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Story Publication logo May 31, 2012

A Lonely Death in Japan's Welfare Town


Media file: JapanShiho.jpg

Shiho Fukada documents the lives of disposable workers in Japan in stories that illustrate the...


In Kamagasaki, unemployment and poverty are not the only problems. Alcoholism, street death, suicide, TB and most of all loneliness prevail.

According to a government survey, the average life expectancy of men in Kamagasaki is 73.1 years, the shortest in Japan, where the national average is 78.53 years. Men in Kamagasaki die rarely from old age but mostly from various illnesses triggered by a rough lifestyle of drinking and sleeping on the streets. Tetsu, 65, a retired truck driver, says, "Every year, many people die outside of the labor center. When it is cold, I see people frozen to death all the time. They drink cheap sake, lie down and die."

In order to prevent street death, various NGOs and religious groups conduct night patrols. I went along with one of the groups "Nojyukusha Network." (Nojyukusha means "people sleeping outside.") In one night, I saw nearly a hundred men curled up in cardboard boxes under the bridge, outside of the labor center, parks, and shopping arcades. Some men were still working, picking up cans and collecting cardboard boxes. We handed out rice balls and made sure they were just sleeping.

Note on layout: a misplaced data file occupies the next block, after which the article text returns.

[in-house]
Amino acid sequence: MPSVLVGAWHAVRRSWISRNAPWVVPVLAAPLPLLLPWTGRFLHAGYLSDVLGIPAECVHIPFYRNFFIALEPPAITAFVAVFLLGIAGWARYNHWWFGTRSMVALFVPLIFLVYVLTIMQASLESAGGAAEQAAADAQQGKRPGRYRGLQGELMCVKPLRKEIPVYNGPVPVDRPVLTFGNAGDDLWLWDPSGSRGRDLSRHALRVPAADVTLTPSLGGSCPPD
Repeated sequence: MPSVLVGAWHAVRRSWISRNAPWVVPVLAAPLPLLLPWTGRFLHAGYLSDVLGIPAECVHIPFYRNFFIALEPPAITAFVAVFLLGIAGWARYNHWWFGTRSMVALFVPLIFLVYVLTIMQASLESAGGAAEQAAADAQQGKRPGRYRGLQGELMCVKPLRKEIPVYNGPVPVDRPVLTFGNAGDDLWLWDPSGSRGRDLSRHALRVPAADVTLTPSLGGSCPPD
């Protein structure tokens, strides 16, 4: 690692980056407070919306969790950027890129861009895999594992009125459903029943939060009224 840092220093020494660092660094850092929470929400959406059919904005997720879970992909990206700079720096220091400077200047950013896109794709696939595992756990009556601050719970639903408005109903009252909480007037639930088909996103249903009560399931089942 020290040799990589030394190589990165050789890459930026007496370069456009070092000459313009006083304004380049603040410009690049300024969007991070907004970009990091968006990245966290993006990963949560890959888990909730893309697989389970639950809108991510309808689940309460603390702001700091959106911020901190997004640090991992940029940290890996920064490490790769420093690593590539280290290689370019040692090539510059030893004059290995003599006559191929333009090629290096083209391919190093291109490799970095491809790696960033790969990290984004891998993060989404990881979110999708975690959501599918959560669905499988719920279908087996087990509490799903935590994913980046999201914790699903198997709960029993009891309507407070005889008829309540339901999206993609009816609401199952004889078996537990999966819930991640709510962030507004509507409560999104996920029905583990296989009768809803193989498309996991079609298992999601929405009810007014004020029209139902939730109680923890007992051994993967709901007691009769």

Nori, 60, who survives by collecting cans, witnessed a lonely death near a convenience store about a month ago.

"Many people were passing by him but nobody said anything. I thought he looked strange and I talked to him but he didn't respond. When I touched him, he was already stiff. I guess he either froze or drank himself to death. I called the police who asked me a few questions and that's it—the end of someone's life," said Nori.

The majority of men in Kamagasaki don't have family ties. They live and die alone as social outcasts from the mainstream "salary man" culture. When they die, their bodies are not often claimed by family members. The number of unclaimed bodies has increased steadily over years, reaching a record high of 1524 in 2010 in Osaka.

Suicides are also common. "Old people jump from a building because they cannot work," said Tetsu. "No work, nowhere to go, and nobody to turn to. So they kill themselves. I understand how they feel."



teal halftone illustration of a construction worker holding a helmet under their arm


Labor Rights

Labor Rights

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